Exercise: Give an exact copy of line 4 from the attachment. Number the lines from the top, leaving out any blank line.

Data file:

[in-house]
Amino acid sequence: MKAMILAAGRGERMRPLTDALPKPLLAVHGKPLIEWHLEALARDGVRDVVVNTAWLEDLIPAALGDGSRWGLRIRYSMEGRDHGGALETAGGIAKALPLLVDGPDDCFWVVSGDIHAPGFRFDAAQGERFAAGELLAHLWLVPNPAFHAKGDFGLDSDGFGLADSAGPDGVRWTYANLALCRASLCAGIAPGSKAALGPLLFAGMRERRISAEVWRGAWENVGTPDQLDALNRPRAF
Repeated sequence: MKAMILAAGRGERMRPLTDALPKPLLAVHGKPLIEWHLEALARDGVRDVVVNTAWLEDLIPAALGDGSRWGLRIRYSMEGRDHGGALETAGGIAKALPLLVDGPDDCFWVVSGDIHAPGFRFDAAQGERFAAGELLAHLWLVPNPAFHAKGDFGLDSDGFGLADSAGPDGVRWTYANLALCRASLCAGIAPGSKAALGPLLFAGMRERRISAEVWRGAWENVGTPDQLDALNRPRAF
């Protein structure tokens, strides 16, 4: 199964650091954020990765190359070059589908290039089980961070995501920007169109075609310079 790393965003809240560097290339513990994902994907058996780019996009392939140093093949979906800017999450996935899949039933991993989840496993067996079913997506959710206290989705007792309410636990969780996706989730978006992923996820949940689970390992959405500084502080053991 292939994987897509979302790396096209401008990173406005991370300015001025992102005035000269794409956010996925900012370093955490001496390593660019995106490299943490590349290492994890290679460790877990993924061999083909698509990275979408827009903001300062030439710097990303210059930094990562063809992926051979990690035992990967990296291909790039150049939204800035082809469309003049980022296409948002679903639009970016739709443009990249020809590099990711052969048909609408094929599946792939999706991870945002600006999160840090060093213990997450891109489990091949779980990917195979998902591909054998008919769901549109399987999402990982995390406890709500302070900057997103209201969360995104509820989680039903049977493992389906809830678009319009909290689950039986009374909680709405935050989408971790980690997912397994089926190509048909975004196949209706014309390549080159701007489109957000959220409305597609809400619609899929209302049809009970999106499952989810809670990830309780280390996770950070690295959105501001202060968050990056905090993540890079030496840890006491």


């Protein structure tokens, strides 16, 4: 199964650091954020990765190359070059589908290039089980961070995501920007169109075609310079 790393965003809240560097290339513990994902994907058996780019996009392939140093093949979906800017999450996935899949039933991993989840496993067996079913997506959710206290989705007792309410636990969780996706989730978006992923996820949940689970390992959405500084502080053991 292939994987897509979302790396096209401008990173406005991370300015001025992102005035000269794409956010996925900012370093955490001496390593660019995106490299943490590349290492994890290679460790877990993924061999083909698509990275979408827009903001300062030439710097990303210059930094990562063809992926051979990690035992990967990296291909790039150049939204800035082809469309003049980022296409948002679903639009970016739709443009990249020809590099990711052969048909609408094929599946792939999706991870945002600006999160840090060093213990997450891109489990091949779980990917195979998902591909054998008919769901549109399987999402990982995390406890709500302070900057997103209201969360995104509820989680039903049977493992389906809830678009319009909290689950039986009374909680709405935050989408971790980690997912397994089926190509048909975004196949209706014309390549080159701007489109957000959220409305597609809400619609899929209302049809009970999106499952989810809670990830309780280390996770950070690295959105501001202060968050990056905090993540890079030496840890006491």